In many places, we’ve already altered the natural course and flow regime of rivers for navigation, economic, agricultural, and residential development, hydropower, and flood protection. In California, for example, the hydraulic mining (gold rush) legacy intended to maximize scour left the landscape with narrow river channels cut off rivers from floodplains between high levees (Mount 1995). How do you give room to a river then in a landscape that’s been altered?
Generally it means by:
- Setting back dikes or levees to allow the river to spread out onto the floodplain
- Diverting water away from the main channel (bypass) and urban areas or critical infrastructure, and into less developed lands in a controlled manner. This is done through some type of opening in the levee.
- Designating overflow areas (often on agricultural land with compensation) to retain flood peaks (high water) until water levels in the main channel drop. This is sometimes called transitory storage.
Where might it be appropriate to give a river room?
In bottlenecks in a system, and also areas upstream of critical infrastructure or dense population centers. Reducing water surface elevations in these areas, or routing water around them all together, reduces the risks from flooding (probability and consequences) in these areas. It is much easier to give rivers room along less developed lands than in developed areas.
What are the benefits?
- Reduce flood risk (improve public safety)
- Restore ecosystem function
- Improve water supply (reliability and flexibility)
- Additional benefits (not discussed or studied in depth) could include: groundwater recharge, water quality improvement, recreational benefit, to name a few
Reduce Flood Risk
1-Reducing water surface elevations (Figure 1 above) reduces the probability of levee failure by overtopping. For example, on a given project, the discharge previously associated with 150-year return period might become a 300-year return period (unpublished study).
2-Reducing water surface elevations reduces the probability of levee failure due to geotechnical failure mechanisms.
3-Reducing water surface elevations reduces the consequences of flooding because damage and loss of life are a function of flood depth .
4-Reducing water surface elevations reduces the consequences of flooding because water on a wider floodplain rise more slowly and this increases warning time. Communities downstream would have time to safely evacuate to higher ground and to move valuables out of harms way. In contrast, in a narrow channel, high waters are confined by levees that can fail suddenly, flooding the land they once protected catastrophically allowing no time for evacuation.
5-Reducing water surface elevations reduces the consequences of flooding because floodways and bypasses can route high, fast moving floodwaters away from urban areas and critical infrastructure and into less developed lands where damage to human life, massive highway, water supply, power, or other infrastructure is not as large a concern. (See MR & T project–Spillways averted disaster in urban areas of Cairo, Baton Rouge, etc.).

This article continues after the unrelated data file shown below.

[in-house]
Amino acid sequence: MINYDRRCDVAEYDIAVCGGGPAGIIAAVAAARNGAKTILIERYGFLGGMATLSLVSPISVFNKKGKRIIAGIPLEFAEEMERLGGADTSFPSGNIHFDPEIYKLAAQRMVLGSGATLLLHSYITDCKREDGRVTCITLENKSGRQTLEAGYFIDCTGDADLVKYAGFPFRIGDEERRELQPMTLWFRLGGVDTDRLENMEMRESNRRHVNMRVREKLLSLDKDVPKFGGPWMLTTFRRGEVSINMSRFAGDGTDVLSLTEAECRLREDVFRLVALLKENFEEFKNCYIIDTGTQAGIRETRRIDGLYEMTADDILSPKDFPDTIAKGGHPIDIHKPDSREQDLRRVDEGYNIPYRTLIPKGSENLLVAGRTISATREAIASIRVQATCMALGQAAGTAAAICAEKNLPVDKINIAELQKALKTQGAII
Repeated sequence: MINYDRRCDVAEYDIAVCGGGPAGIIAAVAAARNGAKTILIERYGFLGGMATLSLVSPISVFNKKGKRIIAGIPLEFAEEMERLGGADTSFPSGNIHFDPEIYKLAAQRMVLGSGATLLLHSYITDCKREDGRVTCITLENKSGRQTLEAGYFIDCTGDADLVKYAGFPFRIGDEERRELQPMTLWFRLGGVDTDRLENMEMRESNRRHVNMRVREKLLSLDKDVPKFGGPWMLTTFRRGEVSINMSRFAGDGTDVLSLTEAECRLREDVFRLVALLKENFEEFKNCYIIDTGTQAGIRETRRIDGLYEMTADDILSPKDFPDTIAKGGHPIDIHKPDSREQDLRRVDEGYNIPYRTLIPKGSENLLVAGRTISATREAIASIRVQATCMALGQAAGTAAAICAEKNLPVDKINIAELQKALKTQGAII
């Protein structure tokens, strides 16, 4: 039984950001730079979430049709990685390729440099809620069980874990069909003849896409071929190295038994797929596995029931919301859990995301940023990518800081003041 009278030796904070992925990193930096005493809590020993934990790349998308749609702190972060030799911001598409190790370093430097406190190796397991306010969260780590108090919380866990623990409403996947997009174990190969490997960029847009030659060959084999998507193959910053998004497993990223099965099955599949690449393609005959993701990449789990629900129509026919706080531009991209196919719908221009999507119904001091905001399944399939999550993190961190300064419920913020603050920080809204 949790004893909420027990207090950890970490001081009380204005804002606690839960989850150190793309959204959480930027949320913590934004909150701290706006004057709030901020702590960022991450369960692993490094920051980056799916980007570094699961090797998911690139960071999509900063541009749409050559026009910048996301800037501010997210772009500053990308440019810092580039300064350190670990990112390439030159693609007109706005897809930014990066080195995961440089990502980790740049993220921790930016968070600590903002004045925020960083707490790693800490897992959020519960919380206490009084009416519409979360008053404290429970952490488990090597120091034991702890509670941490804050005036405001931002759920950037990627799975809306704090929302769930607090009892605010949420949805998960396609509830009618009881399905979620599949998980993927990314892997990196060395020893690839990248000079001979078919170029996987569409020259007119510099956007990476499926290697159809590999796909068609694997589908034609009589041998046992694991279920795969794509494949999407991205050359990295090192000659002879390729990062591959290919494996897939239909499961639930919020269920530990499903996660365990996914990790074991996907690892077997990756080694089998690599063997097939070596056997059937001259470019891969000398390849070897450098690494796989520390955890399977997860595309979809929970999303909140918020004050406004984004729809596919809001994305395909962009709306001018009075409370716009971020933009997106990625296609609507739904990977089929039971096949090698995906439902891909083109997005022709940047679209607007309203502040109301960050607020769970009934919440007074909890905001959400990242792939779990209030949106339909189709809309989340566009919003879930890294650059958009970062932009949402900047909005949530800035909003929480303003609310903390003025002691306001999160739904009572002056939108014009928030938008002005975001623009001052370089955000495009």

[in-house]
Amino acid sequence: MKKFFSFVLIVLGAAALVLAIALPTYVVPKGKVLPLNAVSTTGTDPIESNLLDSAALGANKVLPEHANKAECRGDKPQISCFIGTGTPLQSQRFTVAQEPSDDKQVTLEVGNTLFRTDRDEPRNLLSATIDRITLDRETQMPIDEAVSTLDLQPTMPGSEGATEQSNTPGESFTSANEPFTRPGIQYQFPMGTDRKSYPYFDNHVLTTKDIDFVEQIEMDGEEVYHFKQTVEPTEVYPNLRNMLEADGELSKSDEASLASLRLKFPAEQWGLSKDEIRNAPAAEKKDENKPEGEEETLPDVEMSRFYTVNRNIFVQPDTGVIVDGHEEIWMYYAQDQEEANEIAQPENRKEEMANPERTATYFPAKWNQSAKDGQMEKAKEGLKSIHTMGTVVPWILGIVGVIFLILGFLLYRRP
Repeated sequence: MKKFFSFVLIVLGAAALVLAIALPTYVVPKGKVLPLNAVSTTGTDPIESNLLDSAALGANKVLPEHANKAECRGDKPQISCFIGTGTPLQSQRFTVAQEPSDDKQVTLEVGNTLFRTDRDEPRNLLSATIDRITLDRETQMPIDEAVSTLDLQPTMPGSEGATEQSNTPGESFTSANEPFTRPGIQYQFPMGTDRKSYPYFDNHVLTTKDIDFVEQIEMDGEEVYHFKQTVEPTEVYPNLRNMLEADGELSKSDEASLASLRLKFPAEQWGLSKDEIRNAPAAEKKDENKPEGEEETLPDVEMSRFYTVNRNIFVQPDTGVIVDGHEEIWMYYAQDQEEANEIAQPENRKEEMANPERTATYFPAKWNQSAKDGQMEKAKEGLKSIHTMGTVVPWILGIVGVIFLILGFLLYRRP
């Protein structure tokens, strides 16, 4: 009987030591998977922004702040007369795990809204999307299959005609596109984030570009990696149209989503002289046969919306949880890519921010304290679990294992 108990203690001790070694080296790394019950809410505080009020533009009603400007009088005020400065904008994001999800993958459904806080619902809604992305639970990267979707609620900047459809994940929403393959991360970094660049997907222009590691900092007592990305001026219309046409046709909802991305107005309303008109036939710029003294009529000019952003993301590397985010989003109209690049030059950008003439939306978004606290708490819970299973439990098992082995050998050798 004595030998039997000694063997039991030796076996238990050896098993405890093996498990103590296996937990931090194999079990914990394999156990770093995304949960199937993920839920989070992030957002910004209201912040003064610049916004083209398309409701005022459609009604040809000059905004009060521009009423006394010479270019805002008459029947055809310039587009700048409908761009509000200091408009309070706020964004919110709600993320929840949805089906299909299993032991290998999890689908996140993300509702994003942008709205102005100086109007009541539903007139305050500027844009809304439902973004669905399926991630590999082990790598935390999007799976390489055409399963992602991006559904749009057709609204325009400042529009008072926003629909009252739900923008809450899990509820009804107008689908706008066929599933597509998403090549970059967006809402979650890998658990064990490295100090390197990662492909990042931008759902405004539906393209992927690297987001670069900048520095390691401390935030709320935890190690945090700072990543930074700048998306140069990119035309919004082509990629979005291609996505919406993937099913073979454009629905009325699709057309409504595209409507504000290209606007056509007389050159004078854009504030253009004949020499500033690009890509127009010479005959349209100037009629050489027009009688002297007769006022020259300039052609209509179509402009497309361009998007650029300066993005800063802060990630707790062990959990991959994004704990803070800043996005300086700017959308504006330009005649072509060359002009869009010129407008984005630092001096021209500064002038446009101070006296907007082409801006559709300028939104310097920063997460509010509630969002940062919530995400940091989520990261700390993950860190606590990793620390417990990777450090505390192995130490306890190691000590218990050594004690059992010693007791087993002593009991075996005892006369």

6-Designating overflow areas ahead of time (often called transitory storage) again reduces consequences because managers can control the location, timing, depth, and duration of a flood in a specific area (like a prescribed forest fire). Whereas levees left to overtop or fail on their own, often do so in an uncontrolled manner.
Restore Ecosystem Function
Floodplains are some of the most productive ecosystems in the world because they can regulate temperature, filter water, provide more complex habitat and refuge for fish, etc that are not otherwise present in the main channel. They also surpass many purely aquatic and terrestrial ecosystems in primary productivity. Though benefits will vary by species, in general floodways like the Yolo Bypass have proved to be very beneficial to fish, birds, and other aquatic species. One study on the Cosumnes river showed fish raised on the floodplain grew three times as fast as fish that were raised in the river channel below the floodplain.
Floodplain restoration can have important water quality benefits as well including turbidity, sediment, and temperature regulation. See resources at the end for good articles on the benefits of floodplain reconnection.
Improve Water Supply
Giving room to rivers below reservoirs allows for more flexibility in reservoir management which can improve water supply reliability.
For a simplified explanation, reservoirs in California are managed for two conflicting purposes: Water supply and Flood Control.
A full reservoir is good for water supply because it can store water for use in the drier months. In California’s Mediterrannean climate (wet winters, dry summers), this is key to the state’s agricultural industry as well as the support of larger urban areas.
An empty reservoir, on the other hand, is good for public safety because it has space to capture heavy precipitation events to protect communities downstream of the reservoir from flooding.